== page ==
Iowa adopted its present county road numbering system around 1969, featuring alphanumeric route numbers on the blue pentagon signs that are also used in many other states. Before that, county roads were given single-letter or double-letter designations, much like Wisconsin's county trunk roads and Missouri's state supplementary roads. To the best of my knowledge, here is how the current system works (if anyone has anything to add or correct, e-mail me):
I have set up a page of various county road markers in the Photo Gallery.
Sources: Personal observations, the official state highway map, and the DeLorme Iowa Atlas and Gazetter.
A little more about county roads
(Map and commentary by Jeff Morrison, who has a gallery of markers here.)
The lines below are based on the 2001 state map. (Original map courtesy Univ. of Texas.) Because of the curvature of the earth, 'straight' lines aren't always straight in 2D, so some county lines have been manipulated a bit. ALL county road lines are approximate. (They may also be slightly less accurate especially in the east because of the slight curve in the map.) Red lines separate east-west road lettering; blue lines separate north-south road lettering.
I have a full-size version of the above here.
The rule of thumb for the image above is that if you can't see the county line, it is under the county road demarcation line. For example, the line between P and R runs on/near the Union/Clarke line, but just west of the Kossuth/Hancock line (R14 is in Kossuth). Some lines run just to the side because of roads that are on county lines; for example, S75 on the Hardin/Grundy line and T68 on the Mitchell/Howard line.
The horizontal lines actually DO follow county lines, at least as they start out in the west. In fact, the only exceptions west of I-35 are Kossuth and Webster counties. Vertical lines, though, are a little stranger, since they don't seem to closely follow any lines.
While doing this map I found nine roads [Kyle Johnson found a tenth, in Wapello County — J.H.] that don't pass the "straight line" test - that is, they run on the wrong side of the line above for their letter as judged with a ruler, and are often on the same imaginary line as another road correctly lettered, although over distances I could be a mile or so off. In the case of Benton County road V71, the county map shows it's on the exact same line(!) as W12 in the south part of the county. The ten on the wrong side of the line are below, with a renaming suggestion:
|Road||Location||Other info||New name|
|E16||Linn/Jones counties||Prairieburg-Monticello segment only||D68|
|F12||Clinton County||On line with E69 in Tama County||E70|
|J12||Wapello County||North of H47 (mostly gravel; only the short paved segments at both ends appear on the state transportation map)||H45|
|M54||Clay/Buena Vista/Sac counties||East of M68 in Sac, for some reason||N12|
|R77||Hamilton/Story counties||Right on line, could go either way||S12|
|T16||Butler County, near Aredale||On line with S70, near S75 in other cos.||S73|
|V15||Keokuk/Washington counties near Keota||One mile east of W15||W16|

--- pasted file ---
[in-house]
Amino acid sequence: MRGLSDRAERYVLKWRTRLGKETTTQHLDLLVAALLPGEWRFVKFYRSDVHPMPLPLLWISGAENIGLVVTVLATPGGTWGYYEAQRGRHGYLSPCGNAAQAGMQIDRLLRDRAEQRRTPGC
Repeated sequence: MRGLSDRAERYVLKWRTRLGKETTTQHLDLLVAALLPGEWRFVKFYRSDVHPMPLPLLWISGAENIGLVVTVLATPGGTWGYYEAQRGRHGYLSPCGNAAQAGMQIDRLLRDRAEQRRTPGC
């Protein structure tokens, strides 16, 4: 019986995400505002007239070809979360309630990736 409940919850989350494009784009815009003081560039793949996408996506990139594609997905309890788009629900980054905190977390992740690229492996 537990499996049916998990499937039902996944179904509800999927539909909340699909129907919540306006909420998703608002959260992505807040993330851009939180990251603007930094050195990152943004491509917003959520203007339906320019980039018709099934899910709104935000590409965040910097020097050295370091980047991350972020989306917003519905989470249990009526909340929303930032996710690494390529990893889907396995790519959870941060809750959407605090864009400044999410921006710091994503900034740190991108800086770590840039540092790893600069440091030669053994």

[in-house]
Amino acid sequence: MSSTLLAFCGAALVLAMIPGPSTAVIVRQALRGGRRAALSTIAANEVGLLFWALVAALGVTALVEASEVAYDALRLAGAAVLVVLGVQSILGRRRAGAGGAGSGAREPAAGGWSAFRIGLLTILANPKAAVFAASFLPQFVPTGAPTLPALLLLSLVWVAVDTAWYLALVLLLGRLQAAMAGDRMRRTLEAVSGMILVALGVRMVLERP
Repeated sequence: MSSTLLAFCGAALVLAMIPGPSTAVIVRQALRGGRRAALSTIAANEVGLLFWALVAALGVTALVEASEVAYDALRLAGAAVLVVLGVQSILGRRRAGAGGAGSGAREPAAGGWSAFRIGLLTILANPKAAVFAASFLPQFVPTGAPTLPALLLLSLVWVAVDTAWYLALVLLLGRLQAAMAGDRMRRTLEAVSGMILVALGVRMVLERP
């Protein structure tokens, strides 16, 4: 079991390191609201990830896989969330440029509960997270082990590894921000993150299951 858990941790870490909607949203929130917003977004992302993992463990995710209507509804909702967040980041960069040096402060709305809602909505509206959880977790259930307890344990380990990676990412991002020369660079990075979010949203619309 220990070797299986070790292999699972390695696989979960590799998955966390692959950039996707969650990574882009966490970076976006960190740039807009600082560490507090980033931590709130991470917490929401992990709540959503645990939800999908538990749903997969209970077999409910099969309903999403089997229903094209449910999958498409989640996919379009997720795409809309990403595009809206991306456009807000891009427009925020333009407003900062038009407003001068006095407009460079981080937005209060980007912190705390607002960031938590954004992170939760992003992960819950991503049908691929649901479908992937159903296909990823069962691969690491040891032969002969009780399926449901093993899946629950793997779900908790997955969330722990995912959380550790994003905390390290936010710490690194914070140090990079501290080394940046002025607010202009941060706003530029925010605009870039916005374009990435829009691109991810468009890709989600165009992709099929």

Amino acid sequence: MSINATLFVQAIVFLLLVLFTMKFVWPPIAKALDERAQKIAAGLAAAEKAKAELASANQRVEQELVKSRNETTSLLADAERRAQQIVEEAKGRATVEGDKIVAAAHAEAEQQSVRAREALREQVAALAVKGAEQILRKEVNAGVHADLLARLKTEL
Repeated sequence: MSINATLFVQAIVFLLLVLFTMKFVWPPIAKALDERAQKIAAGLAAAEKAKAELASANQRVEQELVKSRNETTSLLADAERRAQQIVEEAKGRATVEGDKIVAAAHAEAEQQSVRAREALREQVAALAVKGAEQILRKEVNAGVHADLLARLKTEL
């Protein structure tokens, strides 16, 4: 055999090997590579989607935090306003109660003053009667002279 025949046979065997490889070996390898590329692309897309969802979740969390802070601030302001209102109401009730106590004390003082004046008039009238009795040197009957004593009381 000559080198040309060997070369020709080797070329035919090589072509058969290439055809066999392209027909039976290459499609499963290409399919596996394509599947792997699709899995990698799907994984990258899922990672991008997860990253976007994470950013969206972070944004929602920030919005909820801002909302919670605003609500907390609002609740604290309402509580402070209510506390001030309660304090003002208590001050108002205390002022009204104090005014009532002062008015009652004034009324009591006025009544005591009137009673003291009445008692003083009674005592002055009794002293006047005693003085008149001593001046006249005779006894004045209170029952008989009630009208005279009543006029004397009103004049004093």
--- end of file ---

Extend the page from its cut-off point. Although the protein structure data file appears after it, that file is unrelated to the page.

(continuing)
|V71||northern Benton County||Exact alignment as W12 in south Benton||W12|
|W66||Johnson/Louisa/Henry cos.||W shouldn't be in Louisa at all (see map)||X12|
|Y13||Dubuque County||Farley-Cascade segment only; right on line||X77|
[Note: Dave Brown pointed out in early 2009 that W66 was rerouted onto the new Tri-County Bridge (where Johnson, Washington, and Louisa counties intersect) sometime in the 1980s. As a result W66 was rerouted into Washington County for a mile before going back to its original alignment in Louisa County. —J.H.]
The following counties have TWO letters for east-west roads and TWO letters for north-south roads IF an example (preferably paved) actually exists on the map or Street Atlas. (For example, Webster County does not have any R roads.) The following roads on the county lines are the only such marked in that county, although the other county may have jurisdiction:
I only picked the four-letter counties because many of them have three, one 'horizontal' and one 'vertical'. (Lines don't count.) Of the 20 counties with these roads, only Kossuth is west of the S/T line, because the horizontal lines are based on the west counties.
Kossuth - A42, B19, P30, R14; Mitchell - A23, B17, S70, T62; Winneshiek - A34, B32, V64, W42; Allamakee - A52, B38, W60, X42; Fayette - B44, C33, V68, W51; Clayton - B60, C24, W64, X21; Black Hawk - C57, D46, T75, V49; Buchanan - C57, D47, V62, W45; Delaware - C64, D47, W63, X47; Dubuque - C63, D41, X71, Y21; Tama - D65, E29, T47, V18; Benton - D65, E44, V42, W14; Linn - D62, E34, W45, X20; Jackson - D61, E17, Y31, Z40; Clinton - E63, F21, Y46, Z36; Cedar - E63 (gravel), F28, X40, Y14; Johnson - W38, X14, F12, G18; Muscatine - F70, G28, X43, Y26; Louisa - G62, H22, W66 (which it shouldn't have), X37; Henry - H28, J20, W55, X23; Wapello - H21, J12, T61, V17.
[Jeff Wilcox pointed out that Jones and Linn counties both have five letters, although in both cases the fifth is the last letter of a diagonal road. The majority of roads in Jones County begin with X and E, with some D roads in the northern part of the county and County Road Y20, a gravel road running southward from Oxford Mills. Both counties, however, share the gravel diagonal County Road X4F — the only F in either county. — J.H.]